Giving a voice to the next generation of GPs
The August issue of Pulse is edited by a group of GP trainees for the first time ever in the magazine’s history.
The magazine presents the results of a survey of over 300 GP trainees and shows that – contrary to popular belief, nearly 40% see themselves becoming a partner one day.
GP trainees are – on the whole - enthusiastic about their choice of career, but perhaps not for the reasons most think they are. On average GP trainees wanted to work a 5.5 session week and many cite ‘work-life balance’ or having a ‘portfolio career’ as the top reasons for them choosing general practice as a medical speciality rather than the straitjacket of working in a hospital trust.
The survey was covered by the Sun, the Daily Mail, the Times and ITV news. Deputy editor Jaimie Kaffash was also interviewed on Talk Radio and Sky Radio about the survey.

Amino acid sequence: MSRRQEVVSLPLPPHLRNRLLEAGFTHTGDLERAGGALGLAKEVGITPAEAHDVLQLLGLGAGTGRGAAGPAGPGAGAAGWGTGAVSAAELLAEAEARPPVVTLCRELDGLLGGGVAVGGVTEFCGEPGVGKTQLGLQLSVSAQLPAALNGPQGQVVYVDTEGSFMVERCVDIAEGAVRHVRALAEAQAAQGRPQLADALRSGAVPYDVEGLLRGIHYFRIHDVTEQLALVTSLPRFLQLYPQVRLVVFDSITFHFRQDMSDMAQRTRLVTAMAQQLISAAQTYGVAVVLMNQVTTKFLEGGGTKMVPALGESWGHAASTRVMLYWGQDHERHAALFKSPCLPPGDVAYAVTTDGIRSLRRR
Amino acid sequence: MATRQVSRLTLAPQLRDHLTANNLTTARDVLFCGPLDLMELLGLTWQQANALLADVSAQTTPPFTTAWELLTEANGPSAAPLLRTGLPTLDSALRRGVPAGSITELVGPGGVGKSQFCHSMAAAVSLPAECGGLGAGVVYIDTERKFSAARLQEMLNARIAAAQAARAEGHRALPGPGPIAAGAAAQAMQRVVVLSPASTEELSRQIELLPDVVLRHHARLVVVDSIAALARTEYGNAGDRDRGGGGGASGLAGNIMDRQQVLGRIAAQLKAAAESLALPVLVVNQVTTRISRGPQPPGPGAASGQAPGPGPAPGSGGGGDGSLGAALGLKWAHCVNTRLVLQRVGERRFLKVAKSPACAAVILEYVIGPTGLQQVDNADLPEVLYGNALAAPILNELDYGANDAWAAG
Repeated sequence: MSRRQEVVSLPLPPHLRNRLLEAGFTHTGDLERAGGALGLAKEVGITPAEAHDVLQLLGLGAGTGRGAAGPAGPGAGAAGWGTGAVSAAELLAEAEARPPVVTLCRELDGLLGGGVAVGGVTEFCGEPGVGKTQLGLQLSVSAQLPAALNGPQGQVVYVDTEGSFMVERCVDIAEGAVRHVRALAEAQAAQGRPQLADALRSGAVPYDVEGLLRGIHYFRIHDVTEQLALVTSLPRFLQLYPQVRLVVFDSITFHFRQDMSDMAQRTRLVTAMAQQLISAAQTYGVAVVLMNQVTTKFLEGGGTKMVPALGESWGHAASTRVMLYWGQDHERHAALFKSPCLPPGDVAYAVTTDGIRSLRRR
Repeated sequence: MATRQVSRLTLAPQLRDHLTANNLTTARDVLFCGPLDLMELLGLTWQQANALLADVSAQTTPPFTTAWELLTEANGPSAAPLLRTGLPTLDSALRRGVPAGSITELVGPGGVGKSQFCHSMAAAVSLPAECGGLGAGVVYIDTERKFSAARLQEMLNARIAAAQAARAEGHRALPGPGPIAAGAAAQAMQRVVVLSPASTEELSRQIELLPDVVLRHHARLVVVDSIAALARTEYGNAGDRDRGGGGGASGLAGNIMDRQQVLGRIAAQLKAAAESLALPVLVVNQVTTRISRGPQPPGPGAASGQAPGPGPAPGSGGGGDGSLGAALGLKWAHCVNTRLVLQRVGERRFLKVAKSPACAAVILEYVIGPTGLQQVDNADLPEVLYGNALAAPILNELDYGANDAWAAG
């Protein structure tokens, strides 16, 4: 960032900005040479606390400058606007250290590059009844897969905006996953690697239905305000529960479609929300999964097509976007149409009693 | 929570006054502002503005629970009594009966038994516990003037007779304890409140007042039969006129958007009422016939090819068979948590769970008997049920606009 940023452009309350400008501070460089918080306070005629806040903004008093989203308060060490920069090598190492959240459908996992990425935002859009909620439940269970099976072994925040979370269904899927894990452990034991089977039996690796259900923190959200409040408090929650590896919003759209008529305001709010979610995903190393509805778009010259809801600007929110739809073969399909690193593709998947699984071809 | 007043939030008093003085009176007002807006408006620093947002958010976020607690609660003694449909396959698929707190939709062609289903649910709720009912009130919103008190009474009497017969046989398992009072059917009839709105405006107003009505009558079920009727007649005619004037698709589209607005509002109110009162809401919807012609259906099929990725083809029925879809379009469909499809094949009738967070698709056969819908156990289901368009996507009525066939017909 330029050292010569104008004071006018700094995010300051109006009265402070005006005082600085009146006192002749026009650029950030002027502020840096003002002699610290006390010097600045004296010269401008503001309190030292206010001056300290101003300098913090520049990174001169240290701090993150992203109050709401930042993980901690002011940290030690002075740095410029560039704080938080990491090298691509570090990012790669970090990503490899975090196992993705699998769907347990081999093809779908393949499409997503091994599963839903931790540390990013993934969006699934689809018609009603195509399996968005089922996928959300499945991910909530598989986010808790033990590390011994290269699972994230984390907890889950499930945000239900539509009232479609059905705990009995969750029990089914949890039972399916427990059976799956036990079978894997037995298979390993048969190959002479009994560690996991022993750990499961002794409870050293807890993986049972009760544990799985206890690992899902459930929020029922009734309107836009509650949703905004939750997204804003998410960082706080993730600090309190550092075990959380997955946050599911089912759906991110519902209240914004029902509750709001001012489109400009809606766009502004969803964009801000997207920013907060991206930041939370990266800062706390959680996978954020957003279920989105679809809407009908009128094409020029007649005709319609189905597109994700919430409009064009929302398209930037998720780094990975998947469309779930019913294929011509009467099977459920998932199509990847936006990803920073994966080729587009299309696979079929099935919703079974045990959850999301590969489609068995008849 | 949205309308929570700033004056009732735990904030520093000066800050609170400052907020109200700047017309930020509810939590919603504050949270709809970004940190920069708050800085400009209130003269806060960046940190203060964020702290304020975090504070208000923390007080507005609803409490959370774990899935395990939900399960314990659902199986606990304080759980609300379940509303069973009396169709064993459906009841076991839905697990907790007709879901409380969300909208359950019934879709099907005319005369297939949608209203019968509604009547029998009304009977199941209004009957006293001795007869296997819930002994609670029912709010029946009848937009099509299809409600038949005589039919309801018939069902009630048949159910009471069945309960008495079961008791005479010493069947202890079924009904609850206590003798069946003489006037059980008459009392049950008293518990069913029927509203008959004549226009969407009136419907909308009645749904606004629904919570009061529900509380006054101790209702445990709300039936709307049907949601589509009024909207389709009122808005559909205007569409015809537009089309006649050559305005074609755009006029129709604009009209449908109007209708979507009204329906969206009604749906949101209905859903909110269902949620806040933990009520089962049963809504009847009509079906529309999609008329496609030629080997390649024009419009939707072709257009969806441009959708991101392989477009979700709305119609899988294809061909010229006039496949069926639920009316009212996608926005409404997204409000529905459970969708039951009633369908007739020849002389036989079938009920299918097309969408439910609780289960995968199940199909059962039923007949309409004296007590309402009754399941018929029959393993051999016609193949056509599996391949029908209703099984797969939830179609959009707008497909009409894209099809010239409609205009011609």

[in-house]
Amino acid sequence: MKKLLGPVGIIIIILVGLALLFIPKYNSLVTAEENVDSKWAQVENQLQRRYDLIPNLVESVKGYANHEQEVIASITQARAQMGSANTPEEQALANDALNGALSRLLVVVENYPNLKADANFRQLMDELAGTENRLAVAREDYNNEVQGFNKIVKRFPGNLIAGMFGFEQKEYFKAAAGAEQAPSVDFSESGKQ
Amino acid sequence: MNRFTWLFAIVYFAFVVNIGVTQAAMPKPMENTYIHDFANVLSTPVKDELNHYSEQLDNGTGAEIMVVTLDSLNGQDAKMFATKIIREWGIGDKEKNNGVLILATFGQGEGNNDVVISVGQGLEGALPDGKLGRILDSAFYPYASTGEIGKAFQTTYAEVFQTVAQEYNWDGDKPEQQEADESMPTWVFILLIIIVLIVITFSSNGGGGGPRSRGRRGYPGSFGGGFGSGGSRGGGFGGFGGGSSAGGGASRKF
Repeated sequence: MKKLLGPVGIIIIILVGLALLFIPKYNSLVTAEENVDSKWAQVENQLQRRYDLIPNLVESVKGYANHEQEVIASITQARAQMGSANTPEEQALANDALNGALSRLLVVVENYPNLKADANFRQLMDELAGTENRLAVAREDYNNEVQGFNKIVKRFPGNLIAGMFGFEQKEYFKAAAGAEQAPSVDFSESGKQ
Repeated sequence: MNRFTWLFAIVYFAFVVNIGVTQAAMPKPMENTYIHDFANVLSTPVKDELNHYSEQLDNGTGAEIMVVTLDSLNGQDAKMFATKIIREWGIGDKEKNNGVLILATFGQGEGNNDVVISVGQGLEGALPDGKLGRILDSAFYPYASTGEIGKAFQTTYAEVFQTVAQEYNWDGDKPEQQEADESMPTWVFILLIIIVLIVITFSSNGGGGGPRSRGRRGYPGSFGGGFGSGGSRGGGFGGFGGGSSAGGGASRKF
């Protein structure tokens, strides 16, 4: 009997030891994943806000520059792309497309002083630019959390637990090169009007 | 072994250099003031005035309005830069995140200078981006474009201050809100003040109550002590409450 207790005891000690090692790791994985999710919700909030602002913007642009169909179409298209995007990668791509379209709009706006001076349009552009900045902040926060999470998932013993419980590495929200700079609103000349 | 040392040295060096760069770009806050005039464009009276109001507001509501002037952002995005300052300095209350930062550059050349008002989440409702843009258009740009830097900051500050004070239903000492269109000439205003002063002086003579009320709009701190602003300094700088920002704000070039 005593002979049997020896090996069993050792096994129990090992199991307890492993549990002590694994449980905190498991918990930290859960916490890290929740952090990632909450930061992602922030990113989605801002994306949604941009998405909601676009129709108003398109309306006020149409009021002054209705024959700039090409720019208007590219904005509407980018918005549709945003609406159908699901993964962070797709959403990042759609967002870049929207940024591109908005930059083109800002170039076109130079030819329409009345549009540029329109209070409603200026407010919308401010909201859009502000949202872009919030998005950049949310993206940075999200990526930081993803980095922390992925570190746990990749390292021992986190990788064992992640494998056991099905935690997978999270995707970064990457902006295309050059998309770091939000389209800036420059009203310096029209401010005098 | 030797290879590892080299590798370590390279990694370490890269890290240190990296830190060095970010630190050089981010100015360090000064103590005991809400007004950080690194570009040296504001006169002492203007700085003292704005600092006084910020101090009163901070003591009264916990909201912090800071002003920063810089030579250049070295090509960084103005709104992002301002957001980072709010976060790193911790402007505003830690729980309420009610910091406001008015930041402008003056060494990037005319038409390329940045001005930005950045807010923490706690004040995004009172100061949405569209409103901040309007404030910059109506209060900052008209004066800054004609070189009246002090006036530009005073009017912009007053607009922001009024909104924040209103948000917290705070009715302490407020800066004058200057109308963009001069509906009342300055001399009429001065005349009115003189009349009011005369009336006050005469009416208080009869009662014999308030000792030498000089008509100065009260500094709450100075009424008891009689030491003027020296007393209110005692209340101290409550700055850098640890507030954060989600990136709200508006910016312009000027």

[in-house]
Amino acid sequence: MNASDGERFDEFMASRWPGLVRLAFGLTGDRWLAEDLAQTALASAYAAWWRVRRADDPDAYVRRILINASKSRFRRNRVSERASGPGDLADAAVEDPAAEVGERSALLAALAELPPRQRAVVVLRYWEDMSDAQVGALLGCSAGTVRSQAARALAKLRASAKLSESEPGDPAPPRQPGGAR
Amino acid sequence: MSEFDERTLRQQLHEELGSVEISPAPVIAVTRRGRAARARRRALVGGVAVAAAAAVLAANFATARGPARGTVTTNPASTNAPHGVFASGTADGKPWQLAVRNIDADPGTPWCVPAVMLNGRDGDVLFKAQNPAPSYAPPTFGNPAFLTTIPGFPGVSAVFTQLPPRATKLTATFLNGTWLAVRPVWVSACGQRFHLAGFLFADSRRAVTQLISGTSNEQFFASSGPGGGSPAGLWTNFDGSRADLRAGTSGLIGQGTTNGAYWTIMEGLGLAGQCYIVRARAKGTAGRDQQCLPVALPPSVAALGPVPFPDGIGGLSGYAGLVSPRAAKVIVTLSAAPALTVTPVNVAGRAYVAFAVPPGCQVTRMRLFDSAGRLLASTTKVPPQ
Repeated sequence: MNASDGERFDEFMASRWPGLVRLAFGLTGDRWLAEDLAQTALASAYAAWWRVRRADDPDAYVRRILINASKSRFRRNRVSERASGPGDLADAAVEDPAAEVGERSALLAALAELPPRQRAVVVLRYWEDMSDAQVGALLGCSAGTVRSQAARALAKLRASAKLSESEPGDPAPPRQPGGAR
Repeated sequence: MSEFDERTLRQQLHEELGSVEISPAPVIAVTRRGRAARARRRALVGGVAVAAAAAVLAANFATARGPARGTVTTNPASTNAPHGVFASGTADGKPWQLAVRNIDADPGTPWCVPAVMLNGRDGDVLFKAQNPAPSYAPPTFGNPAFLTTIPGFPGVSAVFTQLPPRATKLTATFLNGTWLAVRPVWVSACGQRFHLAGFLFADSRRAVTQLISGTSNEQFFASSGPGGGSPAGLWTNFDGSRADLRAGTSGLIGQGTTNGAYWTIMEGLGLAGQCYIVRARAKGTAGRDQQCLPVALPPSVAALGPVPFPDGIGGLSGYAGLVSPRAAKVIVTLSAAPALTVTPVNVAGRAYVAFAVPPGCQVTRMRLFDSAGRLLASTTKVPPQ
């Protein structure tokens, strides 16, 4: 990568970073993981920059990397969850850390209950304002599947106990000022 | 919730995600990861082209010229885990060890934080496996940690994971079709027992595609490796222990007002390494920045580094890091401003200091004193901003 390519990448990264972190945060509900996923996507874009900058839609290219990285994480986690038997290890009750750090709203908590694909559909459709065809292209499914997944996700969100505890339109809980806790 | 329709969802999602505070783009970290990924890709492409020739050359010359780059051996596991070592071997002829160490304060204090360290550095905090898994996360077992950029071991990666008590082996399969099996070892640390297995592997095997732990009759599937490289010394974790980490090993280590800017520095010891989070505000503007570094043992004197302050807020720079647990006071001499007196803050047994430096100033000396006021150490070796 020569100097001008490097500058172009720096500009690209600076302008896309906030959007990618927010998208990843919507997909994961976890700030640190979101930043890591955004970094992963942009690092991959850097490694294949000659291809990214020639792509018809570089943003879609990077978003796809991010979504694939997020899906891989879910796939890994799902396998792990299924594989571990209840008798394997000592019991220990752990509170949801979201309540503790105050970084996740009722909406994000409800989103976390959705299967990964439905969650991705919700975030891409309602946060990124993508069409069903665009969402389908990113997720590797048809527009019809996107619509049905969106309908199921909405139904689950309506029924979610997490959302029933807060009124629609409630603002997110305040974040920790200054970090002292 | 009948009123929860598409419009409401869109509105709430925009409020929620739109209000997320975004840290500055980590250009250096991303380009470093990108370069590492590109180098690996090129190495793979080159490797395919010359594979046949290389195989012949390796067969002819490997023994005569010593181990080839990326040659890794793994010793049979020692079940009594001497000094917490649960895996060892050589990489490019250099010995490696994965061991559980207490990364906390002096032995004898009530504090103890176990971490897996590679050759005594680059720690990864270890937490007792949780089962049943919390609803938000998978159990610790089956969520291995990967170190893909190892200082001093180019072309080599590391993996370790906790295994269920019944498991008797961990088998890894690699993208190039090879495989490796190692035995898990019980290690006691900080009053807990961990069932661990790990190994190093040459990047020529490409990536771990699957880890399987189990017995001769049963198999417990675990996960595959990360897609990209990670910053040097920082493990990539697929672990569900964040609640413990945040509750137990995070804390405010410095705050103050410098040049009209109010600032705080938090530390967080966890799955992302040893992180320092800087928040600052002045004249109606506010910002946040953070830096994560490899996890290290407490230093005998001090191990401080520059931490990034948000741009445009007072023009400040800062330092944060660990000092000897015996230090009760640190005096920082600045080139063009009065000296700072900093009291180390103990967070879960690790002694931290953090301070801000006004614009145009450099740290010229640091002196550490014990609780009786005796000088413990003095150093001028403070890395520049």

The August issue of Pulse also contains an investigation into why the pass rates of BME graduates taking the MRGP exam are worsening compared to their white counterparts. It also contains a call from former RCGP chair Professor Clare Gerada for GP training to be extended to five years.
Throughout August, Pulse will publish a series of investigations, opinion pieces and advice articles on subjects that are important to the next generation of GPs. The aim is to reflect their concerns and expectations, and provoke also a debate in the profession about its future. Pulse editor Nigel Praities explains more here.